Donald Trump stirred the racist polemic against four US congressmen at his first rally since this political storm began and he found a public devoted to the cause. In a speech of an hour and a half in Greenville, North Carolina, the Republican spent 20 minutes on Wednesday to attack the legislators, putting special tares against Muslim Ilhan Omar. He accused her without any basis of having asked for compassion for the members of the Islamic State or of taking pride in Al Qaeda. Thousands of attendees began shouting: "Send it back, send it back!". He was silent. The scene reminded the 2016 campaign, when his followers chanted "Encarcélenla, encarcélenla!" About Hillary Clinton.
Last weekend, Trump posted some Twitter messages in which he was threatening four members of the House of Representatives to return to "their countries," when they are all American, three of them by birth: Ayanna Pressley of Ohio; Alexandria Ocasio-Cortez, of Puerto Rican origin; Rashida Tlaib, from Detroit and Omar, who came from Somalia as a child.
In the crusade of the president to associate socialism with the destruction of the American dream, was the congresswoman Ocasio-Cortez who served as bait. This Wednesday she called her only Cortez, because "it takes a long time" to mention her full name. The Republican said that the Bronx legislator believed that "contemporary Americans" were "junk." "She thinks you and I are trash," she said pointing to someone in the audience. He accused her of wanting the welfare of undocumented immigrants over that of US citizens. And he repeated the message: "If you do not like them here, let them go."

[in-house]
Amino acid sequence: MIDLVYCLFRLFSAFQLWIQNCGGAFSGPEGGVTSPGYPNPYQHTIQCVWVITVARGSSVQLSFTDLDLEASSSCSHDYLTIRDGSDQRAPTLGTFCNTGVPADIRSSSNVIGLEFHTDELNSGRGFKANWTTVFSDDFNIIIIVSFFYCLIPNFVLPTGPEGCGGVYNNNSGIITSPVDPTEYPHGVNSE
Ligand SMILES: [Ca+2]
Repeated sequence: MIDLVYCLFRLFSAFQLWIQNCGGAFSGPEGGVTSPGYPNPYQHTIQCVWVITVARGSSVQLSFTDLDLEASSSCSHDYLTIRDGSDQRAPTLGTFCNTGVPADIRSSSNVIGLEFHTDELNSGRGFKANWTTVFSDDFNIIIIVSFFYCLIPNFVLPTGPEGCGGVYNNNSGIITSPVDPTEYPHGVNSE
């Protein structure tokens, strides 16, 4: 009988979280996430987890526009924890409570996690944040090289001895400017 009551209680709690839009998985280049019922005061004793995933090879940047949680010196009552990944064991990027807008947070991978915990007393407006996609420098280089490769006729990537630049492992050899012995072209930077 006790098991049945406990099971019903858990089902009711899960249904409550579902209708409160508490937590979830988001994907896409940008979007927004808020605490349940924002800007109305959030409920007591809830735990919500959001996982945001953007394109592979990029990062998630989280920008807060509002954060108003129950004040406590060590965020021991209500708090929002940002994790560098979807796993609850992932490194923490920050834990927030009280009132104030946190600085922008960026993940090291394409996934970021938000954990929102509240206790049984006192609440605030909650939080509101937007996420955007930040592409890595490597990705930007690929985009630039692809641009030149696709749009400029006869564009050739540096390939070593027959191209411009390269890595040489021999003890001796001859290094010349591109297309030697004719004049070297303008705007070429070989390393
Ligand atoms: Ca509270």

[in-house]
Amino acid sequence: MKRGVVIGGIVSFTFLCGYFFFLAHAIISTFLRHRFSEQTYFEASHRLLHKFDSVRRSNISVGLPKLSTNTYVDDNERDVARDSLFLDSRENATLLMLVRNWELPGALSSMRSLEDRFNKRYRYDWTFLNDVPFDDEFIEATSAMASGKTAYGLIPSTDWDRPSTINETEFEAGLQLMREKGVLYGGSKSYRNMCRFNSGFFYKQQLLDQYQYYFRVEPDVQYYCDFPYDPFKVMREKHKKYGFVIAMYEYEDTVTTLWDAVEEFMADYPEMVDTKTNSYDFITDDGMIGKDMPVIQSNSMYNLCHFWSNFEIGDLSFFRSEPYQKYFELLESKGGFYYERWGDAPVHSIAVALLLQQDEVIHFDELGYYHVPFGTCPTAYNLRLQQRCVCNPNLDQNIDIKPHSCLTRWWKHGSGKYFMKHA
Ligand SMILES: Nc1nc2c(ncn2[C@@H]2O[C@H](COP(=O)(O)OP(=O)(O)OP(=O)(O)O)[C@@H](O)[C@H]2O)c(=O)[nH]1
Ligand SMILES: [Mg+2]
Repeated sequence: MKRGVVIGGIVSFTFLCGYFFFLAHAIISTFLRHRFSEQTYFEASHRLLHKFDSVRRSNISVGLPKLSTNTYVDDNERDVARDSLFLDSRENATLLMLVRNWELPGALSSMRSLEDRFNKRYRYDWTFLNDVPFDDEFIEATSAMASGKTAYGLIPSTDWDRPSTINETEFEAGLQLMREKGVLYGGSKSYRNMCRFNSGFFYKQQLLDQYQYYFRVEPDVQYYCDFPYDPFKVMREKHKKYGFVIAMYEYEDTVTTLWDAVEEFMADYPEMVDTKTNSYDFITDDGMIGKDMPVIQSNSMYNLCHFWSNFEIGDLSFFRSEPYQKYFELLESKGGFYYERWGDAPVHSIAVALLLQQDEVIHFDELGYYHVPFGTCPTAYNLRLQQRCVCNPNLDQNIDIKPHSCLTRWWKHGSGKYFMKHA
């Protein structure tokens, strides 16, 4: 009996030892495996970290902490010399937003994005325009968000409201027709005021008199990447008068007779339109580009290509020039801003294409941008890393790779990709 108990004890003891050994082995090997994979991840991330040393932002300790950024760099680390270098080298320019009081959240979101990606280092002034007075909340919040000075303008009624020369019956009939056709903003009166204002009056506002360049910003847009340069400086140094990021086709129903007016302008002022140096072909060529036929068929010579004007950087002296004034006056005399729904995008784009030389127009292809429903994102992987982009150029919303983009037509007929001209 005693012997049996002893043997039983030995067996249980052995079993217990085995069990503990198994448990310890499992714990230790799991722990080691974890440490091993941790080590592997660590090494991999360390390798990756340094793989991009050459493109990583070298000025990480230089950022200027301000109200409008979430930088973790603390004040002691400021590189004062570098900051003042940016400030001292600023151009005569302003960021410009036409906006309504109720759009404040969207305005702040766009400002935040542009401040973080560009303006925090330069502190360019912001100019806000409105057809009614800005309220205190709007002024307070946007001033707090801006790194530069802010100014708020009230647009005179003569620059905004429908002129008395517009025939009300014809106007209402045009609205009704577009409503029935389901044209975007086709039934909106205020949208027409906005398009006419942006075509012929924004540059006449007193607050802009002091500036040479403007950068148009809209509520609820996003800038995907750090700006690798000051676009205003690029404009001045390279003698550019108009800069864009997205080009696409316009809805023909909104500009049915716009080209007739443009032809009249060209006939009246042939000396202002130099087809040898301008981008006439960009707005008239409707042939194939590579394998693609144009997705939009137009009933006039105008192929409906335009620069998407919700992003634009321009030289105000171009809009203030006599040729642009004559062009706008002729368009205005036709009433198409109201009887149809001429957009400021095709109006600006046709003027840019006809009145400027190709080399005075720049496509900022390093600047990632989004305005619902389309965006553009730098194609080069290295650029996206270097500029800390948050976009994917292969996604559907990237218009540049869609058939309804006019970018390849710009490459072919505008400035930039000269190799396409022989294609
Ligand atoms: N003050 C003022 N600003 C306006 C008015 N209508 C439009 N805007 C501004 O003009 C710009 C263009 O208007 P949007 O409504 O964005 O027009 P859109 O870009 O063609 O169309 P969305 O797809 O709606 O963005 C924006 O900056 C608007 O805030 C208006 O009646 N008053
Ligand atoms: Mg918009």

In Trump's rallies of the campaign of 2016 was usual this cry: "Encarcélenla, encarcélenla!". It was addressed to the candidate Hillary Clinton in the wake of the emails. A new slogan for the November 2020 elections may have been released this Wednesday. Congresswoman Omar has accused the Republican of promoting the "agenda of white nationalism" with all this controversy. Neither she nor the three other legislators aspire to the presidency in the next elections, but Trump has begun to refer to them to alert their bases against the more progressive left, calling them socialist and anti-American. "They do not love our country. Sometimes I think they hate it, "the president said before the crowd.
On Monday Trump defended himself with claws assuring that "he was not worried" that they thought the tweets were racist because "many people agree" with him. And this Wednesday he could take the pulse of support. The House of Representatives had condemned the content of its message Tuesday night, but it is led by the Democrats. "They want to destroy the country," he warned supporters in Greenville tonight.